Use a Wreath Hanger

Ideally, you want to avoid making a permanent hole in your door. Over-the-door wreath hangers are the obvious choice, and they can be a great option. If you do decide to go with a hanger, buy an adjustable one (such as the Haute Decor Adjustable Length Wreath Hanger) so that you can perfect the placement of your wreath. It should be said, however, wreath hangers prevent some doors from closing properly, and the extra hardware could clutter your look.

Hang with Ribbon

Sometimes, it's what you don't see that really counts. Suspend your holiday wreath from the top of the door frame and avoid making unsightly holes. Cut a 3-inch-wide satin or grosgrain ribbon long enough, when doubled, to hang your wreath at the desired height. Loop ribbon around the back of the wreath form. Join the ends, and fold them over 1/2 inch. Then, secure it to the top of door with thumbtacks. This technique is great for mirrors too: Hang a wreath in front of the glass, and tack the hanger behind the frame.

Use a Magnetic Hook

If you have a metal door, thumbtacks won't do the trick. However, you can still use the ribbon method with a slight modification. On the back of your door, near the top, place an upside-down magnetic hook such as one of the Bullseye Magnetic Wreath Hooks. (Just be sure to check the weight restrictions.) There are plenty of removable hook options, but if can't find one that matches the color of your door, then simply paint it. Measure your ribbon from this point to the spot on the front of the door where you'd like your wreath to hang. Loop the ribbon through the wreath and tie it. Then, loop the tied end of your ribbon under your upside-down hook; drop the wreath over the top of the door so that it hangs down in front.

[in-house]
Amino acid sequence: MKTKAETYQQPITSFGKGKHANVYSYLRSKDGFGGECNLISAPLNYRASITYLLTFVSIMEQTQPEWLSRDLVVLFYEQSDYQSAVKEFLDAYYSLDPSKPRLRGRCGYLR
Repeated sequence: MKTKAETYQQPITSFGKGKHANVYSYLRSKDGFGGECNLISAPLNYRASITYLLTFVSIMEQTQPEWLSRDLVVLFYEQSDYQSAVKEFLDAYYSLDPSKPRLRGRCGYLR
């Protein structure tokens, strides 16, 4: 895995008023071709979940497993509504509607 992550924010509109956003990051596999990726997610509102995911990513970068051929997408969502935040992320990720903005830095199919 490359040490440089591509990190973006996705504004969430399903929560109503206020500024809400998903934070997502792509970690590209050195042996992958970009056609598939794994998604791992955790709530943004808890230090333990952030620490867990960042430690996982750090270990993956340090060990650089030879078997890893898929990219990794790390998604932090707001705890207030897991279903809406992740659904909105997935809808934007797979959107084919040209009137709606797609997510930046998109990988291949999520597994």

Use a Clear Hook

On a glass door, it's more difficult to hide wreath hangers and tricks. If yours has elaborate glass cutouts or detailing, even a pretty ribbon may be too distracting. Therefore, consider hanging your wreath directly on a clear plastic adhesive hook or a suction cup wreath hook such as the Simple Living Innovations Suction Cup Wreath Hook. If you select one small enough and strategically arrange the branches or the décor around it, it shouldn't be noticeable.

With the changing of seasons, you may want to preserve your decorative wreaths to store away until next year. (That is, if it's made from dried greenery or an unconventional material.) To ensure the longevity of your wreaths, Jennings suggests storing them in a large box. This will prevent your wreaths from getting dusty or fading from the exposure to sunlight. Choose one of these techniques, and you're ready to display your wreath front and center for neighbors and guests to admire and adore.

"If you drive down a street, you’ll see lots of doors and maybe they all look the same," Jennings says. "By adding a wreath you can add your own personality to the front of your house. When people are driving by, that's what they'll see. It's part of the curb appeal."

Comments (2)

Martha Stewart Member
December 1, 2021
I do a double wreath with ribbon. One inside and one outside balanced with the ribbon holding them together.
Martha Stewart Member
December 1, 2021
I do a double wreath with ribbon. One inside and one outside balanced with the ribbon holding them together.